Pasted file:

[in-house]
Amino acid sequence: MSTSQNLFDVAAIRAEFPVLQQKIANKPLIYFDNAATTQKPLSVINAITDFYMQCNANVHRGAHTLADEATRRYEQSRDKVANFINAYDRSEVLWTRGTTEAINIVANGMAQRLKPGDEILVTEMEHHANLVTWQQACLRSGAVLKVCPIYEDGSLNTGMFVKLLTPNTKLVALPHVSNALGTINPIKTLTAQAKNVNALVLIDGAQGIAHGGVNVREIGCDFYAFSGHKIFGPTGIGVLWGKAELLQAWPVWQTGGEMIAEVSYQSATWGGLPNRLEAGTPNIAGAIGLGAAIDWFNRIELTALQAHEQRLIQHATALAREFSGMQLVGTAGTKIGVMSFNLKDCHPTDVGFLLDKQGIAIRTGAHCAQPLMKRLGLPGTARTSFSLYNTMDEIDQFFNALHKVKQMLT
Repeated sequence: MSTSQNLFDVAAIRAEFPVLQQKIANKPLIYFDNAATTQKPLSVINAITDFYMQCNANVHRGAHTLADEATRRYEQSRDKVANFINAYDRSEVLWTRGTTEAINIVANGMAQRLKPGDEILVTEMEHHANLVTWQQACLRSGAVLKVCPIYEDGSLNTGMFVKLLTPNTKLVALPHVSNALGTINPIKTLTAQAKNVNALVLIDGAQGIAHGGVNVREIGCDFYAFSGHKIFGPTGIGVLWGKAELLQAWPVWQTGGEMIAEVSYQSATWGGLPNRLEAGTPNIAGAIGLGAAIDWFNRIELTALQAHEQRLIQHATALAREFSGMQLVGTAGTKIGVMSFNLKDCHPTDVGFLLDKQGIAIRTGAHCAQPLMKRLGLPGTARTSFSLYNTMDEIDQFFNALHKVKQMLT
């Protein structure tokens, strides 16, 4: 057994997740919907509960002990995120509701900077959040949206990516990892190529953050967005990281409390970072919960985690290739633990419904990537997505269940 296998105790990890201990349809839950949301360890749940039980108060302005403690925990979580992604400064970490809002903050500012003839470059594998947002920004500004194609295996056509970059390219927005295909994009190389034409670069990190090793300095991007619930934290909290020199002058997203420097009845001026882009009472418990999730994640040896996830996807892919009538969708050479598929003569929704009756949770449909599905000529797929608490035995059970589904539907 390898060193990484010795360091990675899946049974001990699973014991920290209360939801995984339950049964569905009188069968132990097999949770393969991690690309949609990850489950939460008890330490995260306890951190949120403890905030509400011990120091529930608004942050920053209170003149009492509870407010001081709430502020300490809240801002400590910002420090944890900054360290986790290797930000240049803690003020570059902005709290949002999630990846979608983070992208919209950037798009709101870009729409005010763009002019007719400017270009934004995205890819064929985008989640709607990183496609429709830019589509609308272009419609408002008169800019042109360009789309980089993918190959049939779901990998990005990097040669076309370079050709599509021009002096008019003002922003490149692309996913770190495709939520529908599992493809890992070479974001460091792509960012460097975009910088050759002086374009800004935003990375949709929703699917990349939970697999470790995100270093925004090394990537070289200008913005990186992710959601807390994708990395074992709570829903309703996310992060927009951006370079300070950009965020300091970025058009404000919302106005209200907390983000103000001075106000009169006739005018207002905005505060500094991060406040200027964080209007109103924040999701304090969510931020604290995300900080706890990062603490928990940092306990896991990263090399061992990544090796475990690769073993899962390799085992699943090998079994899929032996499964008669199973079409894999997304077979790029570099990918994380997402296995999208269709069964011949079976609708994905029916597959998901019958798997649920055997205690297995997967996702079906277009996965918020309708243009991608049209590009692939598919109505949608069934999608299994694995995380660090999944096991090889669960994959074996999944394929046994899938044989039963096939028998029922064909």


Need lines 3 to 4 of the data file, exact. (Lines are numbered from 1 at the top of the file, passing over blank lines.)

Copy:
Repeated sequence: MSTSQNLFDVAAIRAEFPVLQQKIANKPLIYFDNAATTQKPLSVINAITDFYMQCNANVHRGAHTLADEATRRYEQSRDKVANFINAYDRSEVLWTRGTTEAINIVANGMAQRLKPGDEILVTEMEHHANLVTWQQACLRSGAVLKVCPIYEDGSLNTGMFVKLLTPNTKLVALPHVSNALGTINPIKTLTAQAKNVNALVLIDGAQGIAHGGVNVREIGCDFYAFSGHKIFGPTGIGVLWGKAELLQAWPVWQTGGEMIAEVSYQSATWGGLPNRLEAGTPNIAGAIGLGAAIDWFNRIELTALQAHEQRLIQHATALAREFSGMQLVGTAGTKIGVMSFNLKDCHPTDVGFLLDKQGIAIRTGAHCAQPLMKRLGLPGTARTSFSLYNTMDEIDQFFNALHKVKQMLT
């Protein structure tokens, strides 16, 4: 057994997740919907509960002990995120509701900077959040949206990516990892190529953050967005990281409390970072919960985690290739633990419904990537997505269940 296998105790990890201990349809839950949301360890749940039980108060302005403690925990979580992604400064970490809002903050500012003839470059594998947002920004500004194609295996056509970059390219927005295909994009190389034409670069990190090793300095991007619930934290909290020199002058997203420097009845001026882009009472418990999730994640040896996830996807892919009538969708050479598929003569929704009756949770449909599905000529797929608490035995059970589904539907 390898060193990484010795360091990675899946049974001990699973014991920290209360939801995984339950049964569905009188069968132990097999949770393969991690690309949609990850489950939460008890330490995260306890951190949120403890905030509400011990120091529930608004942050920053209170003149009492509870407010001081709430502020300490809240801002400590910002420090944890900054360290986790290797930000240049803690003020570059902005709290949002999630990846979608983070992208919209950037798009709101870009729409005010763009002019007719400017270009934004995205890819064929985008989640709607990183496609429709830019589509609308272009419609408002008169800019042109360009789309980089993918190959049939779901990998990005990097040669076309370079050709599509021009002096008019003002922003490149692309996913770190495709939520529908599992493809890992070479974001460091792509960012460097975009910088050759002086374009800004935003990375949709929703699917990349939970697999470790995100270093925004090394990537070289200008913005990186992710959601807390994708990395074992709570829903309703996310992060927009951006370079300070950009965020300091970025058009404000919302106005209200907390983000103000001075106000009169006739005018207002905005505060500094991060406040200027964080209007109103924040999701304090969510931020604290995300900080706890990062603490928990940092306990896991990263090399061992990544090796475990690769073993899962390799085992699943090998079994899929032996499964008669199973079409894999997304077979790029570099990918994380997402296995999208269709069964011949079976609708994905029916597959998901019958798997649920055997205690297995997967996702079906277009996965918020309708243009991608049209590009692939598919109505949608069934999608299994694995995380660090999944096991090889669960994959074996999944394929046994899938044989039963096939028998029922064909």